Instructor's Corner: To Be or Not to Be Out in the Classroom: How Teachers Decide
Deciding whether or not to come out to students can be a complex decision for lesbian, gay, and queer (LGQ) members of the teaching community. In their study, Tim McKenna-Buchanan of Manchester University, and Stevie Munz and Justin Rudnick, both doctoral students at Ohio University, explore the various strategies LGQ individuals use when deciding whether to disclose their sexual orientation/identity in the classroom.
The lead author of the study, McKenna-Buchanan says he constantly navigates this question in the classroom. “It is a constant negotiation and tension,” he says, “and I don’t think there’s a right answer, but I wanted to explore the questions.”
Past research on the disclosure of sexual orientation, the authors write, treats the matter as a “do or don’t” question, describing the tensions LGQ teachers face in deciding whether or not to disclose their sexual orientation in class. However, this study demonstrates that the negotiation of a teacher’s sexual identity in the classroom is much more complex than disclose or conceal. According to the authors, “Coming out in the classroom is a messy and flexible phenomenon,” with some teachers deciding to come out to all students, while others choosing to both disclose and conceal—coming out to some students but not to others.
For this study, the researchers interviewed 29 individuals: four identified as lesbian women, 17 identified as gay men, three identified as queer men, and five identified as queer women. Twenty-five of the participants were white, two were black, one was Asian American, and one was Hispanic.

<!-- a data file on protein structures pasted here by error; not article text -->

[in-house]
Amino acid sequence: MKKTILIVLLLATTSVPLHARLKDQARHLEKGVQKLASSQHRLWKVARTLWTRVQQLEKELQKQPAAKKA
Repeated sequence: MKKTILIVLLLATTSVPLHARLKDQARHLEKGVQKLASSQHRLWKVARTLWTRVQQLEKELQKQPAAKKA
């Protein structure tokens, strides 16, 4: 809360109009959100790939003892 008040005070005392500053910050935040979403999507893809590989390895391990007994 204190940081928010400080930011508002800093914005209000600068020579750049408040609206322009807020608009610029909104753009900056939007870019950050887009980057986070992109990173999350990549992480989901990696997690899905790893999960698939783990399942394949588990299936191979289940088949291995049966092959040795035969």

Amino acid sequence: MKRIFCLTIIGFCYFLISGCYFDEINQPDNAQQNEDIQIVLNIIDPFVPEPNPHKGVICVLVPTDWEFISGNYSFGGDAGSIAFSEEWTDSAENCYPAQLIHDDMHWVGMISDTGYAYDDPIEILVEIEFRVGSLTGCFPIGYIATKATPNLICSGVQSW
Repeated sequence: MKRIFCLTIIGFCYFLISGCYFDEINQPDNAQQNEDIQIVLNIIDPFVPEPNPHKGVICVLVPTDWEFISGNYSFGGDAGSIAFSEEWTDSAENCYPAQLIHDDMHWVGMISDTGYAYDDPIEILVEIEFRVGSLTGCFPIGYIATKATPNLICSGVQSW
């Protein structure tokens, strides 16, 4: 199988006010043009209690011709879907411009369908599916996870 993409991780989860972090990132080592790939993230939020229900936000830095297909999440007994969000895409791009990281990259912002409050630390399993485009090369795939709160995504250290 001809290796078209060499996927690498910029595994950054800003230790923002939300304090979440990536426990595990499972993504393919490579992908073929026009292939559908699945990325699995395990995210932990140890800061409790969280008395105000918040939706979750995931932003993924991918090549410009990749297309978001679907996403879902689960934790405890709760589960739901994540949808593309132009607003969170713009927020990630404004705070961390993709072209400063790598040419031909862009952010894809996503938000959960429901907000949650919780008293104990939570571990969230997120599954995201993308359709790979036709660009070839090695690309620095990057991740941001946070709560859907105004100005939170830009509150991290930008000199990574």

The study was framed using communication privacy management theory, which establishes the criteria people use for deciding whether or not to disclose their personal information. These criteria include cultural expectations, gender, motivation, context, and risk-benefit. The authors do explore whether participants use these criteria when deciding to reveal their sexual orientations, but they also look beyond and discovered a more fluid process that was not as simple as deciding to reveal or not to reveal. Often, they found, teachers use complex strategies to help them decide how much information to share, and with whom. These strategies include selection, reciprocity, ambiguity, deflection, and avoidance.
While communication privacy management theory suggests that people either conceal or reveal private information, the interviews in this study revealed that the study participants use unique strategies for deciding whether to share private information.
Selection. Using this strategy, participants decided on an intentional and direct verbal or nonverbal disclosure of sexual orientation. A teacher might use nonverbal signs such as safe-zone signs, pride flags, or equality signs. Some teachers use intentional dress or gender performance as intentional expressions that start conversations around sexual identity. Cory, a 32-year-old, white, gay graduate assistant from the western United States said, “I basically told them the first day, 'I’m gay, and sometimes I’ll talk about gay topics, like things on television, gay characters, things like that.'”